The competition is fierce, and your subject line needs to be clever and attention-getting, yet sincere and compelling. Mobile has made it even harder as we struggle to constrain subject lines to 50 characters. I recently drafted up a few potential subject lines for a client and asked for her feedback. Her response? “Does it matter?” Are you kidding? A subject line is everything! 33% of email recipients decide whether or not to open an email based on subject line alone, and frankly, I’m surprised that the number isn’t higher.
Here are some subject line tips:
- Short and sweet. A whopping 40% of emails are being opened on mobile first, so 50 characters is now the rule. Editing is a skill. Write your blog and subject line, then come back later and you may have new clarity. Take out those words which are nonessential and see if you’ve altered the meaning.
- Use a familiar sender name—people are afraid of viruses and they have little interest in spam. If they see an email from firstname.lastname@example.org, they’re less inclined to open it than if it is coming from a real person or someone they recognize.
- Personalize. This is a list thing. Include the first name of your contacts so you can address them in your emails. Who doesn’t want to get a personal email rather than Dear Friend?
- List segmentation. This may/not be relevant for your audience, but if it is, spend the time to do this. Your clients will thank you for tailoring information just for them.
- Be truthful. Do not make a cheesy promise in your subject line to encourage open rates, then not deliver on that promise. When there’s a total disconnect between the subject line and the subject, you have deceived your audience.
- If you’re offering something special in your email, use your subject line tell your audience.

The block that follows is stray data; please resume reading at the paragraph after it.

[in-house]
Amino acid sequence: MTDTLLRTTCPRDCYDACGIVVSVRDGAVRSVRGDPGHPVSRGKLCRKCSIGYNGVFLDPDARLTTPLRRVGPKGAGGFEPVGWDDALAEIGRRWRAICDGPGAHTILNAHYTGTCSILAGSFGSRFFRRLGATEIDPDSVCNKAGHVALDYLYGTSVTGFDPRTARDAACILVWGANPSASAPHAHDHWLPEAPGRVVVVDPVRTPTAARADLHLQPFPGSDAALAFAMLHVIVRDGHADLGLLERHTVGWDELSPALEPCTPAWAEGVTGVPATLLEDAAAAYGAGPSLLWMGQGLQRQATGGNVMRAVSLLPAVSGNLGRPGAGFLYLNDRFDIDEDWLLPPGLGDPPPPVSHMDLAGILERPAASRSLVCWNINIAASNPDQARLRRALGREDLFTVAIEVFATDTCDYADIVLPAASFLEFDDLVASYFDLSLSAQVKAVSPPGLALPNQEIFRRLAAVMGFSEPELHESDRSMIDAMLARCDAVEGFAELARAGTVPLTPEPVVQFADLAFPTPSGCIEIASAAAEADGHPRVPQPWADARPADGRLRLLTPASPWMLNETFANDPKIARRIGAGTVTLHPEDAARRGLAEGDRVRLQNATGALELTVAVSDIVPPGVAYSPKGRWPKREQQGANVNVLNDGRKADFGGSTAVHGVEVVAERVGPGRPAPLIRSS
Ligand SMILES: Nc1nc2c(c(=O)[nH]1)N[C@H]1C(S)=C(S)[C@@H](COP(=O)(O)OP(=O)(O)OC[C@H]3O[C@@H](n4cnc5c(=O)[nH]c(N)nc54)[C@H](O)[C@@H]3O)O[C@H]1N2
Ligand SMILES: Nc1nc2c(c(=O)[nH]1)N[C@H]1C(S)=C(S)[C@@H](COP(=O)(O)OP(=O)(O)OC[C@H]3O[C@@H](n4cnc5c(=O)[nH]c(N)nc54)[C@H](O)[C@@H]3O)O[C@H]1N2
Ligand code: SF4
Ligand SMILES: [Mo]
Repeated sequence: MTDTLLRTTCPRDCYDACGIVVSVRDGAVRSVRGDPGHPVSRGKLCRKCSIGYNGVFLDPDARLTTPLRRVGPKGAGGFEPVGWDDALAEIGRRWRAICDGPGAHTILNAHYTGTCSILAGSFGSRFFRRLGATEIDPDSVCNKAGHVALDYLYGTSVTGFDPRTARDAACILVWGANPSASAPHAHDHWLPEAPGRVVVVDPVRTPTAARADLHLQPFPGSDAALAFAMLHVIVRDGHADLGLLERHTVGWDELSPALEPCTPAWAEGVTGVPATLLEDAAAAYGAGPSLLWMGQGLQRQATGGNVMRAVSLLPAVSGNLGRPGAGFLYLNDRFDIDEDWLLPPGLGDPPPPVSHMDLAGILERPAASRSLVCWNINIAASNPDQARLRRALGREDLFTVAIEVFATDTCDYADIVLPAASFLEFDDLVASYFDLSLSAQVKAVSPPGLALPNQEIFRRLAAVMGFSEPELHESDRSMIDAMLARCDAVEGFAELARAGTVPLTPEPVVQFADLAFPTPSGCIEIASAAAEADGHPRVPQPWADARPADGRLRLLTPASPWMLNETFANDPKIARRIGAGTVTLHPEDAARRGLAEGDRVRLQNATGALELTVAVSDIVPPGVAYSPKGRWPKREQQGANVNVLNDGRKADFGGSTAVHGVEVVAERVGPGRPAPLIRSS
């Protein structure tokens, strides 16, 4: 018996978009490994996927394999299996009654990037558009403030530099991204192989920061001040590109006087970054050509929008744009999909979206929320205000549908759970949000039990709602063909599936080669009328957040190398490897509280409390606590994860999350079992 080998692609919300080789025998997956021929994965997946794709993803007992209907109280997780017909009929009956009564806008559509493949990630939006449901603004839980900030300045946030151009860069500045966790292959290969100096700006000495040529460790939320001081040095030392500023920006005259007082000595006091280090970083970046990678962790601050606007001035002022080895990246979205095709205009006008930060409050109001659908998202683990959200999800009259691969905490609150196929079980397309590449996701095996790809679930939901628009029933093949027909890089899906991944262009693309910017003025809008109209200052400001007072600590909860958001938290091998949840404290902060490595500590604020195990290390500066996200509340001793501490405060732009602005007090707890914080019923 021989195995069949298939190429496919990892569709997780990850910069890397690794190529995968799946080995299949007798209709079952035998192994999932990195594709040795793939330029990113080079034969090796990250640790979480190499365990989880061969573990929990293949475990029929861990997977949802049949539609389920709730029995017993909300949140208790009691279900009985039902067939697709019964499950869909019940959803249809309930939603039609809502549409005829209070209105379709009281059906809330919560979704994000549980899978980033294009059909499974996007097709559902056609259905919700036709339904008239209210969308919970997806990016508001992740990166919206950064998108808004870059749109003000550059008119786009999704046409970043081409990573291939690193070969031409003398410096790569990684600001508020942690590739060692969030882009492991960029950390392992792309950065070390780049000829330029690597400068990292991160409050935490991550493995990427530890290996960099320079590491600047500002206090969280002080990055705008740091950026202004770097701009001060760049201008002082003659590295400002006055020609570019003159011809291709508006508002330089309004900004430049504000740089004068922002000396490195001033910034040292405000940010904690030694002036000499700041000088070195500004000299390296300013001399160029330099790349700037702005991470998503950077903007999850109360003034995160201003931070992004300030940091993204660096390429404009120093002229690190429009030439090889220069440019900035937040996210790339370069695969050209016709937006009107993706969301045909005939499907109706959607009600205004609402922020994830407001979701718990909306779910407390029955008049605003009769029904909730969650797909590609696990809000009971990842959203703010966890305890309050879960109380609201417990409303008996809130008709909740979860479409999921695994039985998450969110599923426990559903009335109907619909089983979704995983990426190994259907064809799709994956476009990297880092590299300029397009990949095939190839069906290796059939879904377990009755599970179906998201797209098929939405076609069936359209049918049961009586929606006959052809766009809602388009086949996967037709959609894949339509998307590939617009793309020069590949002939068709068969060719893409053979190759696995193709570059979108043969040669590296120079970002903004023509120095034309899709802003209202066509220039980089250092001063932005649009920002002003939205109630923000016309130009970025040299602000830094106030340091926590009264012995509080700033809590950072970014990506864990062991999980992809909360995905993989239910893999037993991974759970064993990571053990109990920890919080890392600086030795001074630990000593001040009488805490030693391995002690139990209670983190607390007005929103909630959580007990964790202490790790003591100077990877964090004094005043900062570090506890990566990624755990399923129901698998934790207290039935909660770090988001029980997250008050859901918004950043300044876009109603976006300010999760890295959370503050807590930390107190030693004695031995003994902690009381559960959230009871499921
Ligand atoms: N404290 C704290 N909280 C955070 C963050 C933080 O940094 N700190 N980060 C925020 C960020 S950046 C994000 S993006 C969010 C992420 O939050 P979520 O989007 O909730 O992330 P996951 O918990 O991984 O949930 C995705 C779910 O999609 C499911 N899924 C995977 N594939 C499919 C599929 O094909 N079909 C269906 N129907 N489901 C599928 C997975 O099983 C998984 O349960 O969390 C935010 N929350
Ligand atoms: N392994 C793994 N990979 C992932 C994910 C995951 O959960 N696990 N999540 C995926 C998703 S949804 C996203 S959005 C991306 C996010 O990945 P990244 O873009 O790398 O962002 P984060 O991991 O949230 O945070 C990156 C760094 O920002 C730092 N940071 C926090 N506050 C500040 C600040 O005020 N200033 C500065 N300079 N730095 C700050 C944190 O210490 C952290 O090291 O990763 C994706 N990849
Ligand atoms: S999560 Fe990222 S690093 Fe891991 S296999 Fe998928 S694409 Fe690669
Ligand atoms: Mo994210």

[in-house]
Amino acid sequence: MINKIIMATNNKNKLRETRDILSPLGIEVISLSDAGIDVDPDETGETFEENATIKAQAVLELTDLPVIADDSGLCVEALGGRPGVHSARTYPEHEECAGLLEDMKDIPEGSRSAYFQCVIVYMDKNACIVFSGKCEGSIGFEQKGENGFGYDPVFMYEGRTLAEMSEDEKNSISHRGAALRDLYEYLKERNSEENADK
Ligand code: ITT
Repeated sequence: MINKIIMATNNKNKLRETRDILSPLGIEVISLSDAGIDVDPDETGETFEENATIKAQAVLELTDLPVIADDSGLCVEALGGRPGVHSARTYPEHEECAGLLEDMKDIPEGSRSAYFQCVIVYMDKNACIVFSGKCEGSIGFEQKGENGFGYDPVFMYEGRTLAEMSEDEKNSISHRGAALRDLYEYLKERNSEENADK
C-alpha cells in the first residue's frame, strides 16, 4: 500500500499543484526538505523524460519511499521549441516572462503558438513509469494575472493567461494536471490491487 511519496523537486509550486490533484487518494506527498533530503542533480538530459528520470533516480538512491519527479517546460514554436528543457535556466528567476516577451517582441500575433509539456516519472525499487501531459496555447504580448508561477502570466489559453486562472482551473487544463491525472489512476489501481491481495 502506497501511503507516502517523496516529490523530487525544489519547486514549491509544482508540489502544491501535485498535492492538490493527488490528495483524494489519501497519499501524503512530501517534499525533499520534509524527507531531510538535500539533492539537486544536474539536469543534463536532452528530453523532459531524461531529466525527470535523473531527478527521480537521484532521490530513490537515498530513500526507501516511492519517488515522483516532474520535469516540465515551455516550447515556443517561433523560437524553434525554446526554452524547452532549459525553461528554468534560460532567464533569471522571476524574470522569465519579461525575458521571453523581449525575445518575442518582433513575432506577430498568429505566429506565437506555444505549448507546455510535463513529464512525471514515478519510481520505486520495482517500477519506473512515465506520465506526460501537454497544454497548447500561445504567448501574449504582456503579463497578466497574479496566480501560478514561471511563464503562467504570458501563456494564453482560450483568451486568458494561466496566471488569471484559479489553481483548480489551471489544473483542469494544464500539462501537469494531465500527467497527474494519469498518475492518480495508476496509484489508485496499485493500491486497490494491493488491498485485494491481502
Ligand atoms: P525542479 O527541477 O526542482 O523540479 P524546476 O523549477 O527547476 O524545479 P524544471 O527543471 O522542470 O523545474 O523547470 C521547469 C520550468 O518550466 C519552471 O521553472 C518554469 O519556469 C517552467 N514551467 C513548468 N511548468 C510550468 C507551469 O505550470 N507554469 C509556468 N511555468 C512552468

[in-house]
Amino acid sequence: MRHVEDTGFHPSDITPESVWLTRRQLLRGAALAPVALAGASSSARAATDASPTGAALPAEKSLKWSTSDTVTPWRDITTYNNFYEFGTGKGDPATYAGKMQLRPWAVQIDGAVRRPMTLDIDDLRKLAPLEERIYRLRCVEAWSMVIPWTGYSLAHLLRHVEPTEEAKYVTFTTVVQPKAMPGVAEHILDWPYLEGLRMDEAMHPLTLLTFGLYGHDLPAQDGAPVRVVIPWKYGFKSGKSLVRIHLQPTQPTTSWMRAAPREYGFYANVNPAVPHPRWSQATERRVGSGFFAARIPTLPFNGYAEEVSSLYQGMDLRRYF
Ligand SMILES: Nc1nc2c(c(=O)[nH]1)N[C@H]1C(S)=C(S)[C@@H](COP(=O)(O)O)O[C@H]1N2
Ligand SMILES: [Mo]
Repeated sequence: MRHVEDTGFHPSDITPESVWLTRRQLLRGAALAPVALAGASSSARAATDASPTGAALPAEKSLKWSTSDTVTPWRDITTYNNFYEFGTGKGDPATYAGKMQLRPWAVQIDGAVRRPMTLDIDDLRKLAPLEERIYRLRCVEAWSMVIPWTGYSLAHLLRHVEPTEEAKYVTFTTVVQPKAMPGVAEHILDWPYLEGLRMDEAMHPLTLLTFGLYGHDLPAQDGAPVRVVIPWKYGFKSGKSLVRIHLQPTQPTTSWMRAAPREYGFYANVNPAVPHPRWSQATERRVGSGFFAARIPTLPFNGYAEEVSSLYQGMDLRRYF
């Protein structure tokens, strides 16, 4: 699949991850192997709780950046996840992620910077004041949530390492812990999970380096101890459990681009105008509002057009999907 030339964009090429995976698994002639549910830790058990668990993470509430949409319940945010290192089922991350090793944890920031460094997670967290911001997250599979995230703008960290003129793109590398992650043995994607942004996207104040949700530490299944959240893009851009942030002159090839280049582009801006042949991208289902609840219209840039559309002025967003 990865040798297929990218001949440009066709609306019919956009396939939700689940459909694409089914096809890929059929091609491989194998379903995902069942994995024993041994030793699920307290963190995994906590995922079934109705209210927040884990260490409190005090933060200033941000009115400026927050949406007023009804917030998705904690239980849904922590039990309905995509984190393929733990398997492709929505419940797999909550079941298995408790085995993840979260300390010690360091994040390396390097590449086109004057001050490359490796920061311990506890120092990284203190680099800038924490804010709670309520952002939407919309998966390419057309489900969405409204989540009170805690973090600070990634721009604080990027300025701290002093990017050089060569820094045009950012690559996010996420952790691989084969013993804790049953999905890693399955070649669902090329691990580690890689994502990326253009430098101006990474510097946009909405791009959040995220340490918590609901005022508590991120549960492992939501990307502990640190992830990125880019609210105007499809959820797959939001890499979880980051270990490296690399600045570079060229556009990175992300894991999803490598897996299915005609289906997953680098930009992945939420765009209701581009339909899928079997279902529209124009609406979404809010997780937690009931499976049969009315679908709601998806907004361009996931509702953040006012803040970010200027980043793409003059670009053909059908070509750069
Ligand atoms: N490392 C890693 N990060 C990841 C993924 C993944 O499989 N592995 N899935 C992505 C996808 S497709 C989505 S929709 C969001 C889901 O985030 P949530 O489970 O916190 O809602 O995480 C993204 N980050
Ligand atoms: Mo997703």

- There are a gazillion schools of thought on this one. It used to be 10am on Tues or Wed, but now that everyone’s online 24/7, the rules have changed. Some recommend sending when people are likely to have time to read it—Sunday afternoon or evening, for instance, when many of us settle in to do some work to get ready for the week ahead. If you’re sending out an email about a new bar’s happy hour, the best time to send it is might be 4:30 or 5:00.
- Concise language. You only have 50 characters. Put them to work. Use action verbs; try to create an image for your audience.
- Make them feel special. Who doesn’t want this one? “A special offer just for you”, etc.
- Create a sense of urgency. Subject lines that create a sense of urgency and exclusivity can give a 22% higher open rate. Using deadlines like “today only” or “24-hour giveaway”.
- Use a question. Make it compelling—it can be thoughtful and make people think.
- NEVER use all caps. Enough on that one. It’s difficult to read and is perceived as shouting.
One more thing . . .
Rather than just deleting all those blasts you get from others, start paying attention to them, including the subject lines. I end up reading a fair number of marketing emails because I’m always interested in potential blog topics. You may be surprised what you will learn.